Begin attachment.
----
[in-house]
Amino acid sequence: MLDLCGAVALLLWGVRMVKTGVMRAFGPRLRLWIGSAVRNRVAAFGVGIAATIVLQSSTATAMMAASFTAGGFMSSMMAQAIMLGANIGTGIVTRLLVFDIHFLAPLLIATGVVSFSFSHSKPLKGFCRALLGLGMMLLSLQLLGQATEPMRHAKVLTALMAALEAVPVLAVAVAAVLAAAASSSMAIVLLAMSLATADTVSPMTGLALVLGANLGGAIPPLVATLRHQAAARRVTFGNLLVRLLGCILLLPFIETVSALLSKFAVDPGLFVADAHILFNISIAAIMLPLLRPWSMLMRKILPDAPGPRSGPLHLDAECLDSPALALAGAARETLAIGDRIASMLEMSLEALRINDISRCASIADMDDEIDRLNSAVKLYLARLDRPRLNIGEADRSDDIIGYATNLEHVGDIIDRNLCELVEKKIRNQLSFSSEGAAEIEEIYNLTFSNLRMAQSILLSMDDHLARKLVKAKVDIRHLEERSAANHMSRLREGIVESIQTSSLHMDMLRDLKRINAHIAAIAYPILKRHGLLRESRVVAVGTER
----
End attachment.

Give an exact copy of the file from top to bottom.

[in-house]
Amino acid sequence: MLDLCGAVALLLWGVRMVKTGVMRAFGPRLRLWIGSAVRNRVAAFGVGIAATIVLQSSTATAMMAASFTAGGFMSSMMAQAIMLGANIGTGIVTRLLVFDIHFLAPLLIATGVVSFSFSHSKPLKGFCRALLGLGMMLLSLQLLGQATEPMRHAKVLTALMAALEAVPVLAVAVAAVLAAAASSSMAIVLLAMSLATADTVSPMTGLALVLGANLGGAIPPLVATLRHQAAARRVTFGNLLVRLLGCILLLPFIETVSALLSKFAVDPGLFVADAHILFNISIAAIMLPLLRPWSMLMRKILPDAPGPRSGPLHLDAECLDSPALALAGAARETLAIGDRIASMLEMSLEALRINDISRCASIADMDDEIDRLNSAVKLYLARLDRPRLNIGEADRSDDIIGYATNLEHVGDIIDRNLCELVEKKIRNQLSFSSEGAAEIEEIYNLTFSNLRMAQSILLSMDDHLARKLVKAKVDIRHLEERSAANHMSRLREGIVESIQTSSLHMDMLRDLKRINAHIAAIAYPILKRHGLLRESRVVAVGTER